i don't think "intelligent design" is science, and it shouldn't be taught in science classes. But really, President Bush was asked his opinion and he gave it. The man's entitled to his opinion. People are getting bent out of shape over this as if he had proposed a federal law
mandating such. He has not. This is just part of the sneaky way reporters try to earn points with the religious phobia crowd who think Bush is trying to install a theocracy. They set the President up with these questions and then they use his honest answer to whip up a mass hysteria. Then it's like "Oh my God, the president supports
teaching creationism in schools!!!" Well, yah. Is that a surprise? He's a born again Christian. Most evangelicals feel that way. It's a totally different matter than if he had said, "I support the so-and-so law that would make Creationism theory mandatory in all schools." But he'd never do that, because there would be such a shit storm it would make the war protests look silly. And plus, it would be totally unconstitutional.
Posted by: annika at August 03, 2005 05:43 PM (zAOEU)
He gave his honest answer; fair enough. They reported it; that is their job, and he knew he was on the record. If he didn't want his answer reported he could have declined to give an answer, or given one of the non-answers politicians know how to give. I don't see reporters trying to whip up mass hysteria, and I don't see anything sneaky about it. Surely questions about what policies the President would like the government to adopt are legitimate, even if they aren't policies that he is on the verge of trying to enact.
Posted by: Pericles at August 03, 2005 08:12 PM (hHudX)
"Q I wanted to ask you about the -- what seems to be a growing debate over evolution versus intelligent design. What are your personal views on that, and do you think both should be taught in public schools?
THE PRESIDENT: I think -- as I said, harking back to my days as my governor -- both you and Herman are doing a fine job of dragging me back to the past. (Laughter.) Then, I said that, first of all, that decision should be made to local school districts, but I felt like both sides ought to be properly taught.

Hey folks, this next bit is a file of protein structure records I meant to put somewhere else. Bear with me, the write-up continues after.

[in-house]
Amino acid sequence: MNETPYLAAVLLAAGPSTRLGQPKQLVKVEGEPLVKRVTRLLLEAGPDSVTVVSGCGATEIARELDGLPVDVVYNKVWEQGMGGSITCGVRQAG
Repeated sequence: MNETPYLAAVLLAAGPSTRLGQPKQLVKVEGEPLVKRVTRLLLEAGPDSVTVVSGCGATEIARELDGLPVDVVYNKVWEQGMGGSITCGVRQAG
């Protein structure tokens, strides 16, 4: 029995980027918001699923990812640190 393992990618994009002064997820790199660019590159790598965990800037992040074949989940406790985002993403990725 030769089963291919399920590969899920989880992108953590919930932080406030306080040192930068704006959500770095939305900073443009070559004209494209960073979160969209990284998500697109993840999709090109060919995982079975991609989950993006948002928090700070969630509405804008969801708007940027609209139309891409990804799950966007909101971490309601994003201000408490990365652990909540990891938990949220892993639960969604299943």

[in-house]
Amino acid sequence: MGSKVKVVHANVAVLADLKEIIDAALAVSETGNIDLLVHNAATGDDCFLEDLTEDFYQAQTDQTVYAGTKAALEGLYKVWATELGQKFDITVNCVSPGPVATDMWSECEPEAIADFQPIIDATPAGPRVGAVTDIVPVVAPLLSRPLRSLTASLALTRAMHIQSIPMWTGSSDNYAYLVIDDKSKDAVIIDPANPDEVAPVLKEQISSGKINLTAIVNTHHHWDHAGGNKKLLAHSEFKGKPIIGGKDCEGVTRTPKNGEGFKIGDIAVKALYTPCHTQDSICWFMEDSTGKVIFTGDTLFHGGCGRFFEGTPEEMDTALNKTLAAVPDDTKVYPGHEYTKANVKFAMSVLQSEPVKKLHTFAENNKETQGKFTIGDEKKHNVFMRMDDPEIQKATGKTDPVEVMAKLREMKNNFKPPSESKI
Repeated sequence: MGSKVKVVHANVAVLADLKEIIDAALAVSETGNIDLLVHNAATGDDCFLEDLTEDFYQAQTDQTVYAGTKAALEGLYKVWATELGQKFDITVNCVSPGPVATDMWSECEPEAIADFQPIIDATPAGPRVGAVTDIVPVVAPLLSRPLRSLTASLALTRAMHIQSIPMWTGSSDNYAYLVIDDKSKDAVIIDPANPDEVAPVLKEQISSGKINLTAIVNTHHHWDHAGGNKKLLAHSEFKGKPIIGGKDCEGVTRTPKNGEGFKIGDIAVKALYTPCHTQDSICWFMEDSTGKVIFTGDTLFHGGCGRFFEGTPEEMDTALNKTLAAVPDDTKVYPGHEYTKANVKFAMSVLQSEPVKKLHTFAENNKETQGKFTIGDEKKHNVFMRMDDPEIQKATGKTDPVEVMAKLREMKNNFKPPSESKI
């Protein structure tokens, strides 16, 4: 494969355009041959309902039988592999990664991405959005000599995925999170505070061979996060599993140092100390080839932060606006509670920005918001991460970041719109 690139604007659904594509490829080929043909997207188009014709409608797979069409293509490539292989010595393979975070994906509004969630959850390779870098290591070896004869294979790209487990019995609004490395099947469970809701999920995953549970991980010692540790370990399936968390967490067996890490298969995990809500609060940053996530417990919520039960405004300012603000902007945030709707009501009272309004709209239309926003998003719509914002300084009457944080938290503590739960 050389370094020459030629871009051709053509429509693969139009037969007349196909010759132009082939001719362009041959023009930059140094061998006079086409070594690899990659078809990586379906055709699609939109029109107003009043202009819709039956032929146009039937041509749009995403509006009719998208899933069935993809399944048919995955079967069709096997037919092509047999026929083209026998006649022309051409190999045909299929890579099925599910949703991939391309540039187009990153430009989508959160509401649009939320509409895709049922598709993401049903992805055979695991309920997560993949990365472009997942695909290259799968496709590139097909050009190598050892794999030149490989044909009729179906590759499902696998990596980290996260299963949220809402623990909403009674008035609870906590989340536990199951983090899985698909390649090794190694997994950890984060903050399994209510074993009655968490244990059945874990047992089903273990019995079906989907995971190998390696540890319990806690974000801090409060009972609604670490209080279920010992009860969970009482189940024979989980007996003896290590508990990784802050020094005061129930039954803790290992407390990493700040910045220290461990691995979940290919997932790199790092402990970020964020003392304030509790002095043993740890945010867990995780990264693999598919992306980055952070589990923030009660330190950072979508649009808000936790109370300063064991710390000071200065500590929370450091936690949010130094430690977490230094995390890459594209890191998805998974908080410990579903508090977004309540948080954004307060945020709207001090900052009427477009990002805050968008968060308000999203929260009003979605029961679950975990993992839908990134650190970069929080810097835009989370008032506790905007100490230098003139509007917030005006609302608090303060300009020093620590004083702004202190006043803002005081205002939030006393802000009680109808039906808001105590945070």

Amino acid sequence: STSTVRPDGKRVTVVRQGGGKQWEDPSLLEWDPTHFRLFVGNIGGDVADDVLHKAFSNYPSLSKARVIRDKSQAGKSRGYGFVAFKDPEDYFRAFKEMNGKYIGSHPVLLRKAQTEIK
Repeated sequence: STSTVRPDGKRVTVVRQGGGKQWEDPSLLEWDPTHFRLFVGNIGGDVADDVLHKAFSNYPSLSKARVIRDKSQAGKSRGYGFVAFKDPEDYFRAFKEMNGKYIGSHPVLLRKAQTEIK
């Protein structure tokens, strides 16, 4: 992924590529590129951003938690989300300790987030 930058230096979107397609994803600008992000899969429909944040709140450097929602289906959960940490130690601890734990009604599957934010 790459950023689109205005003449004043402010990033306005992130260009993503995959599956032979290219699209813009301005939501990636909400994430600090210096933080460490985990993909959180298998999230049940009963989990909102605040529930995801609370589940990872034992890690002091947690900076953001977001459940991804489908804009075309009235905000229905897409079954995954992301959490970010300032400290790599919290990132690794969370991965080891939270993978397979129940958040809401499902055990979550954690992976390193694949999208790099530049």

Q Both sides should be properly taught?
THE PRESIDENT: Yes, people -- so people can understand what the debate is about.
Q So the answer accepts the validity of intelligent design as an alternative to evolution?
THE PRESIDENT: I think that part of education is to expose people to different schools of thought, and I'm not suggesting -- you're asking me whether or not people ought to be exposed to different ideas, and the answer is yes."
You see how the reporters are the ones who put words in his mouth? They decided he means he believes in Intelligent Design and he is a kook. He didn't sayso. He just says both sides should be taught correctly so people know what they are arguing about.
I don't see how that translates into teaching creationism or intelligent design as a science class. It seems to me that it says tell the kids what evolution and intelligent design are defined as, and let them decide whether their parents religious beliefs or the accepted theories of Darwin are valid or are even compatible.
I think you (and all the media) jumped the gun on this one, Sarah. I am Catholic. Obviously we are taught that God created the world and everything in it. Just because he chose evolution to get us to this point doesn't mean he didn't cause it or allow it to happen, and it sure doesn't mean He doesn't exist. But how do you prove a negative? You don't. That's why it's called "Faith".
Posted by: Subsunk at August 03, 2005 09:43 PM (cvVOc)
This is just one more front in the Republican war against science. If you didn't know about it you weren't paying atention.
Posted by: Dave L. at August 03, 2005 11:44 PM (NhNku)
Don't bother us with the facts. We know the TRUTH...
Posted by: Sean at August 04, 2005 12:51 PM (BN/Fu)
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